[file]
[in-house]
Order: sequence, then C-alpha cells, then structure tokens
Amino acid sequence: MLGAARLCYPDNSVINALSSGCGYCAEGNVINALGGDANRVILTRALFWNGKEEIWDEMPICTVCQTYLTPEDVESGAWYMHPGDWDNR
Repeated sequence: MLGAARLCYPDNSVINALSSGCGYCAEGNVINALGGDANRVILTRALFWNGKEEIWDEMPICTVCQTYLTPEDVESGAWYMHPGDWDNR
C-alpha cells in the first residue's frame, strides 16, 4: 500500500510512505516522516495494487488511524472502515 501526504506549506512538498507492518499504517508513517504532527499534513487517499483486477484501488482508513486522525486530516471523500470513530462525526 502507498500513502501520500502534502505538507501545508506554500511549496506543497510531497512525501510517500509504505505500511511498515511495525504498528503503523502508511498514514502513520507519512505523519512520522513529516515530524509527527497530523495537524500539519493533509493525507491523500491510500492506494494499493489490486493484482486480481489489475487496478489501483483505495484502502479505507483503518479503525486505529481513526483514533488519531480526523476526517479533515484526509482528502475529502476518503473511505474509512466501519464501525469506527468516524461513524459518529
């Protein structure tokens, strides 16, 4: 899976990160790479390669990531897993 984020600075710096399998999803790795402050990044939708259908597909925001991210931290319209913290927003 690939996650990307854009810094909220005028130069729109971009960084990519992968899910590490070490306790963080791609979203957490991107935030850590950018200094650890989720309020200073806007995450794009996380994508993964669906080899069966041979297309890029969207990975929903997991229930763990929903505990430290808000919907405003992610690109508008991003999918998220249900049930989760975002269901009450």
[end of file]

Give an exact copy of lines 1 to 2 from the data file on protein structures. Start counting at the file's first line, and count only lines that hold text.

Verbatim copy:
[in-house]
Order: sequence, then C-alpha cells, then structure tokens